Alaska Maritime National Wildlife Refuge stretches from the Arctic Ocean to the southeast panhandle of Alaska and protects breeding habitat for seabirds, marine mammals, and other wildlife on more than 2,500 islands, spires, rocks, and coastal headlands. Sitkinak Island, which lies within the boundaries of the Alaska Maritime National Wildlife Refuge, is primarily owned by the State of Alaska, with two parcels owned by the Service.

The King Cove Corporation is an Alaska Native Village Corporation established under the Alaska Native Claims Settlement Act of 1971 (ANCSA; 43 U.S.C. 1601 et seq.). Under the authority of ANCSA, Congress granted King Cove Corporation land entitlements within and adjacent to Izembek Refuge. The State of Alaska also owns lands, submerged lands, shorelands, and tidelands within and adjacent to Izembek and Alaska Peninsula Refuges, including the Izembek State Game Refuge.

In the Omnibus Public Land Management Act of 2009 (H.R. 146, Subtitle E; the Act), Congress directed us to prepare an EIS under the National Environmental Policy Act of 1969, as amended (42 U.S.C. 4321 et seq.), and Start Printed Page 8397its implementing regulations (40 CFR parts 1500-1508) to evaluate the impacts of a proposed land exchange with the State of Alaska and the King Cove Corporation for the purpose of constructing a single-lane gravel road between the communities of King Cove and Cold Bay, Alaska. The land exchange would involve the removal of approximately 206 acres within the Izembek Wilderness portion of Izembek National Wildlife Refuge for the road corridor and approximately 1,600 acres of Federal land within the Alaska Maritime National Wildlife Refuge on Sitkinak Island. In exchange, we would receive approximately 43,093 acres of land owned by the State of Alaska and approximately 13,300 acres of land owned by the King Cove Corporation. These lands are located around Cold Bay and adjacent to the North Creek Unit of Alaska Peninsula National Wildlife Refuge.

The Act directed us to begin our preparation of this EIS not later than 60 days after the Secretary received notification by the State and the King Cove Corporation of their intention to exchange lands. The Secretary received notification from the King Cove Corporation on May 19, 2009, and from the State of Alaska on June 19, 2009. Our notice of August 6, 2009 (74 FR 39336), initiated the process and opened the period for public scoping. This revised notice informs the public of the dates for the public scoping meetings in Washington, DC, and Anchorage, Alaska, and also notifies the public of the comment-period end date (see DATES). We will also hold public scoping meetings at King Cove, Cold Bay, Sand Point, and Nelson Lagoon, Alaska; we will announce the dates, times, and locations locally, at least 10 days prior to each meeting.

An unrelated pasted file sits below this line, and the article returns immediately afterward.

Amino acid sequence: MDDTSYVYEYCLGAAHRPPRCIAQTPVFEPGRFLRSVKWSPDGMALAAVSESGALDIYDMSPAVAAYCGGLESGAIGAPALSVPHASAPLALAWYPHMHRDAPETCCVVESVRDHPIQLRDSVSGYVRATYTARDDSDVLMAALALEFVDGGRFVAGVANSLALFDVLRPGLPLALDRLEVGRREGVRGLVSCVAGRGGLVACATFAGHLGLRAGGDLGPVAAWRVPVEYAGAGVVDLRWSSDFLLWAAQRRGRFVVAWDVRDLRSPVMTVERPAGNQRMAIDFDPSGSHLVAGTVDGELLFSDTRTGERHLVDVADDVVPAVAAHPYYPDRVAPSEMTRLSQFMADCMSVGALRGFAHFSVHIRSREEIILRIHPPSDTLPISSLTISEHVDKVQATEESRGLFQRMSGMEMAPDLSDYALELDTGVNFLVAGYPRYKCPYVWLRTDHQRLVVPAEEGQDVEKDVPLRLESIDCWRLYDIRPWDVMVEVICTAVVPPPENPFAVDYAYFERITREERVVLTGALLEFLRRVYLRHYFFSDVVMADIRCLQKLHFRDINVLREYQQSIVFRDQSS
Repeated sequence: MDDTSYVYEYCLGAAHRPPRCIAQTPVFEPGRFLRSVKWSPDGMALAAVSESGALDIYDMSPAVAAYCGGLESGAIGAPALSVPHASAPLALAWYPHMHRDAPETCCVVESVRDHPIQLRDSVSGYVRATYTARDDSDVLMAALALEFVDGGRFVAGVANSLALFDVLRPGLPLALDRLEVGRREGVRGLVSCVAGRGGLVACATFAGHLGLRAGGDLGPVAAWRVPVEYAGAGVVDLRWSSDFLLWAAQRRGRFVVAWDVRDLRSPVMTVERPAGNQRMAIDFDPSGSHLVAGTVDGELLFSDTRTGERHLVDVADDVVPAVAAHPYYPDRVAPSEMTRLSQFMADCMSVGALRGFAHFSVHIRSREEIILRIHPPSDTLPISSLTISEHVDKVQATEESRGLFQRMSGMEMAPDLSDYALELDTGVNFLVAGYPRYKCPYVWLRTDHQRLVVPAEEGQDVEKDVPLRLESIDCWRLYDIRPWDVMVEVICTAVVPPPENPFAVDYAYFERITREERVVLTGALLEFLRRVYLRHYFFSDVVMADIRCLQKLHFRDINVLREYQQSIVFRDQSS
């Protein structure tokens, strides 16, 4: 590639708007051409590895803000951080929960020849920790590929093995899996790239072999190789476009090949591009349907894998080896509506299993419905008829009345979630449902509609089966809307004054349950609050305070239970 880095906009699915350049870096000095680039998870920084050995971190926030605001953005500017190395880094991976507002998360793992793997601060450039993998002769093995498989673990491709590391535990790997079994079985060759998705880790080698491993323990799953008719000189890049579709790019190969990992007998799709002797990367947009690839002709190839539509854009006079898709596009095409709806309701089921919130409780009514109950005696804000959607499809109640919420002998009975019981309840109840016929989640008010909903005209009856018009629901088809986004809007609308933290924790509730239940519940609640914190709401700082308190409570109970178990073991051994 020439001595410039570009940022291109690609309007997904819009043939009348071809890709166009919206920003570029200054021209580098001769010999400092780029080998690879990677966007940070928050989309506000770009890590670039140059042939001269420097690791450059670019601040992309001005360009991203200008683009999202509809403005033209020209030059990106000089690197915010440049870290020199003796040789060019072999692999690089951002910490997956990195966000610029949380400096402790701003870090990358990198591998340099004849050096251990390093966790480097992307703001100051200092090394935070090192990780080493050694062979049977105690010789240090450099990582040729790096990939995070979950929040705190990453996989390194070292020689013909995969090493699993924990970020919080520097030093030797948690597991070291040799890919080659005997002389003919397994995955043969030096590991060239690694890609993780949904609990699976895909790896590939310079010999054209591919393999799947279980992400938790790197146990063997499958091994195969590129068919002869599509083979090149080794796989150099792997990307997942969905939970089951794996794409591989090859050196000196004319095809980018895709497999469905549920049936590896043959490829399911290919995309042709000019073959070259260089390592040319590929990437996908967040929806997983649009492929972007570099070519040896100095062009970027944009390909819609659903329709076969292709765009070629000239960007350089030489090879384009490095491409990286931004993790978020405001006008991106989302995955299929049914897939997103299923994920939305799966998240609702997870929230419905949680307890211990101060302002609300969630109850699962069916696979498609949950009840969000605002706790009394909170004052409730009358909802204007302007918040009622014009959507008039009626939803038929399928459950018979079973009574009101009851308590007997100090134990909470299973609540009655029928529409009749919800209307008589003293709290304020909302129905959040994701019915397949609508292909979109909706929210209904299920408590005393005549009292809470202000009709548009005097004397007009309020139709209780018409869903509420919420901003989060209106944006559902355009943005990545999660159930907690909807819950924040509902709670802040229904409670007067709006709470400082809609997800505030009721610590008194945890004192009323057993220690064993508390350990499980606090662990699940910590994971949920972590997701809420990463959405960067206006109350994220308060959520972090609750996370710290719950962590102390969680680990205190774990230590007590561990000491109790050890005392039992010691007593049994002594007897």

In accordance with Section 6402(b)(2)(B) of the Act, the EIS will analyze the proposed land exchange and the potential construction and operation of a road between the communities of King Cove and Cold Bay, Alaska, and will evaluate a specific road corridor through the Izembek Refuge that will be identified in consultation with the State of Alaska, the City of King Cove, and the Agdaagux Tribe of King Cove. The alternatives anticipated at this time include the existing situation (no land exchange or road construction) and the proposed land exchange and road construction and operation as outlined in the Act. In preparing the EIS, we will request comments from the public locally, regionally, and nationally. As required in the Act, subsequent to the preparation of the EIS and in conjunction with the Record of Decision, the Secretary of the Interior will determine whether the land exchange (including the construction of the proposed road) is in the public interest. We anticipate release of the Draft EIS in the spring of 2011, followed by a 90-day public review period.

Public Availability of Comments

Before including your address, phone number, e-mail address, or other personal identifying information in your comment, you should be aware that your entire comment—including your personal identifying information—may be made publicly available at any time. While you can ask us to withhold it from public review, we cannot guarantee we will be able to do so.

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Dated: February 16, 2010.

Geoffrey L. Haskett,

Regional Director, U.S. Fish and Wildlife Service, Anchorage, Alaska.

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[FR Doc. 2010-3642 Filed 2-23-10; 8:45 am]